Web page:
Go behind the scenes, meet the team and get some great tips for your own garden at home. Join us as we look back at the week that was…
On Monday garden volunteer Steve was busy working on a display change in the Alpine House again. This time, it was South African bulbs taking centre stage and in particular the brilliant yellow-flowered Albuca tenuifolia. South African bulbs make up an important part of the display at this time of the year with most alpine species waiting until spring to flower.
Albuca is a genus of flowering bulbs in the Asparagaceae family more commonly known as the slime lily (in reference to their slimy, mucilaginous sap). A. tenuifolia produce tufts of narrow, grass-like foliage and loose-spires of nodding, bell-shaped pale-yellow flowers.
Most species are best grown in pots in this country and kept frost free throughout the year – so the Alpine House is ideal. A free draining soil is essential , as is full sun and a long dry period when the bulbs go into dormancy replicating their native habitat in South Africa.
Back in 2017 we took the difficult decision to remove a large Pinus strobus that had outgrown its spot in the Rhododendron Border hindering the growth of the shrubs beneath it. Since then, the Rhododendrons have started to respond well with more light and water now penetrating the border.
Now attention has turned to under-planting the border and in particular the empty space around the old pine stump left behind. Several weeks ago the Garden Team began planting the area with shade-loving, woodland dwelling perennials such as winter-flowering hellebores and the tough-as-old-boots male fern (Dryopteris felix-mas).
On Tuesday, Head Gardener Dan continued by planting dozens of similarly tough Narcissus ‘Tete-a-tete’ – the ubiquitous dwarf daffodil that makes such a cheery-yellow display in early spring. But there’s still plenty left to do with plans to extend the under-planting further next year continuing in the direction of the Sandstone Rock Garden, adding layers of interest and complexity to the planting in that area.
Wednesday saw our garden volunteers hard at work in the Stream Lawn area of the garden beginning to put the garden to bed for winter. Cat and Liz were focusing on cutting back faded perennials in the Stream Border, whilst Mike was busy clearing fallen leaves from beneath a nearby sweet gum (Liquidambar styraciflua).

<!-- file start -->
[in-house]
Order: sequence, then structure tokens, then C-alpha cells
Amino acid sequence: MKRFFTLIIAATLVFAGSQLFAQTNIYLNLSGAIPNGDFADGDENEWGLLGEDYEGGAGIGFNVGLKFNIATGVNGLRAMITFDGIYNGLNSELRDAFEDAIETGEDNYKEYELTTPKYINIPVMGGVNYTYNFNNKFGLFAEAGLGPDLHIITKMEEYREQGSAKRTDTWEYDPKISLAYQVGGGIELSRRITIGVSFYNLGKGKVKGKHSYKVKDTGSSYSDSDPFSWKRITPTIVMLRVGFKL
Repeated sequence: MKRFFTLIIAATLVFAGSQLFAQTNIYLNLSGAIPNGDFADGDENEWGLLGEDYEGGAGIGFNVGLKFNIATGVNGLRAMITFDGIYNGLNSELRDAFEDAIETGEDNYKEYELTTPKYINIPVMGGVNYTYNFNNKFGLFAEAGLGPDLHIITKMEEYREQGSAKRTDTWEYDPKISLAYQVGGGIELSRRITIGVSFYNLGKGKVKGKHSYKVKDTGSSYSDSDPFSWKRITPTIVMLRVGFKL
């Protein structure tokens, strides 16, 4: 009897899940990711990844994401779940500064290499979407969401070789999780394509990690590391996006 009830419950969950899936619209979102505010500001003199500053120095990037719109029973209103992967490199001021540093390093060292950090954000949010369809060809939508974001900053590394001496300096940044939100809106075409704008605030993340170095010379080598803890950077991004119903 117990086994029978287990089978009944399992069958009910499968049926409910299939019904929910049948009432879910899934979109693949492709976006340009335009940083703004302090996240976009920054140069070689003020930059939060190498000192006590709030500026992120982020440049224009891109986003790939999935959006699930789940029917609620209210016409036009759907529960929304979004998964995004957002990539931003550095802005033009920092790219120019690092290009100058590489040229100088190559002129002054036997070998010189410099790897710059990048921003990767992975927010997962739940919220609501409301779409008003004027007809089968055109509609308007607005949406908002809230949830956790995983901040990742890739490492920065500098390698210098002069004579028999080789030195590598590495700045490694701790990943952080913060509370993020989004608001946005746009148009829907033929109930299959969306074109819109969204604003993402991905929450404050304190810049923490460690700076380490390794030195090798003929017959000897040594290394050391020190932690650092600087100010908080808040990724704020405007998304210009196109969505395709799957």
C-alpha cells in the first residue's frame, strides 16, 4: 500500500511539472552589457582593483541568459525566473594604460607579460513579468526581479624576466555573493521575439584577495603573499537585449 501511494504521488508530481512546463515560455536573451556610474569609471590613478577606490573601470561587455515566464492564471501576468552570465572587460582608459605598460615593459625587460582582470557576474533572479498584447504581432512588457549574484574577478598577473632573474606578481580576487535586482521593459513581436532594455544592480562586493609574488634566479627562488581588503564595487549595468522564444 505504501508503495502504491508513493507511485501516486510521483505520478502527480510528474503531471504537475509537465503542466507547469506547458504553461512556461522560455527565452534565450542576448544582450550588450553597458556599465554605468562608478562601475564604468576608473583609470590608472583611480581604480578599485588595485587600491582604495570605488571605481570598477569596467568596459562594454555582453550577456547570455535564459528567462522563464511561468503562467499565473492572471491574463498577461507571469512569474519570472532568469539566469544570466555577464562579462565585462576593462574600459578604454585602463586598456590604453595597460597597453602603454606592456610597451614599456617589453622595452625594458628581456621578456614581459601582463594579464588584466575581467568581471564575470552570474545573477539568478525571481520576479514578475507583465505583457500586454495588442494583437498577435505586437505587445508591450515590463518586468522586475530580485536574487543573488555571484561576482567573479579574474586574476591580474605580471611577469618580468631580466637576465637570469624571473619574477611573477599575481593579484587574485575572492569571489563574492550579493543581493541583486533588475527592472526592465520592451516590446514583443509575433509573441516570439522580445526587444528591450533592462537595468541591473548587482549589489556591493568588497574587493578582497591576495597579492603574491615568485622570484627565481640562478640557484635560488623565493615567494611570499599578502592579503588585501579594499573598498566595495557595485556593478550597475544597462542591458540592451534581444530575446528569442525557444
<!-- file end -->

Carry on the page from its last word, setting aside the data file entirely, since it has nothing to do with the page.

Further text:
This process of cutting back and leaf clearing will continue for several more weeks now as the Garden Team assesses which herbaceous perennials should remain for the winter providing form and structure and which would be better cut back immediately, and keeping lawns healthy by clearing leaves that fall on top of them blocking essential light.
“I am currently considering a career change to horticulture and so I am keen to get some hands-on experience before I take the plunge! It’s been fantastic so far – the Garden Team have already given me lots of varied experience and I feel right at home working alongside them all.” Cat Watton, Garden Volunteer
As autumn arrives it has been interesting to see how our new borders on the Arboretum Lawn change and develop. Some perennials like the michaelmas daisies (Symphyotrichum ‘Audrey’ and S. ‘Samoa’) are still in full flower but it’s now the surrounding tree-scape that is really stealing the show.
The brilliant Acer ‘Osakazuki’, bright-red in autumn, now makes the perfect focal point at the end of the small grass path that dissects the new borders parallel to the Pergola. And of course, at the centre of it all is the huge tulip tree (Liriodendron tulipifera) with beautiful golden-yellow autumn leaves shaped like the flowers of a tulip.
Yet, even in autumn thoughts turn to next summer and on Thursday the Garden Team finished planting hundreds of ornamental Allium bulbs. We have chosen to plant A. christophii which has huge, exploded-star shaped purple flower heads, and A. ‘Purple Sensation’ which is taller, but with smaller, darker flowers that will emerge in May extending the season of interest in the new borders even further throughout the year.
Volunteer florist Marie ended the week by creating some brilliantly autumnal displays in the House using dried seed heads and squashes harvested from the Walled Garden. We grew lots of squashes this year including both summer varieties with soft skins ready to be eaten fresh, and winter varieties with hard skins perfect for storing at the end of the year.
Of those we grew, two mini pumpkin varieties proved by far the most popular with visitors. ‘Jack Be Little’ produces a mass of tiny fruits up to 15cm across (but often smaller) all perfectly formed with rich orange skin, whilst ‘Hooligan’ is equally diminutive but squatter and streaked with green and yellow.
“Squashes are like toddlers – they’re always hungry! Turn in some compost and slow release fertiliser to start them off and feed roughly every 10 days with high potash feed once you can see fruits developing. They’re also prone to powdery mildew when they’re drought stressed. You can either sink a pot next to your squashes when you plant them, and water directly into the pot so the water goes straight to the roots, or form a mound of soil around the plant to stop the water running off onto the rest of the bed.” Leighanne Gee, Outdoor Area Supervisor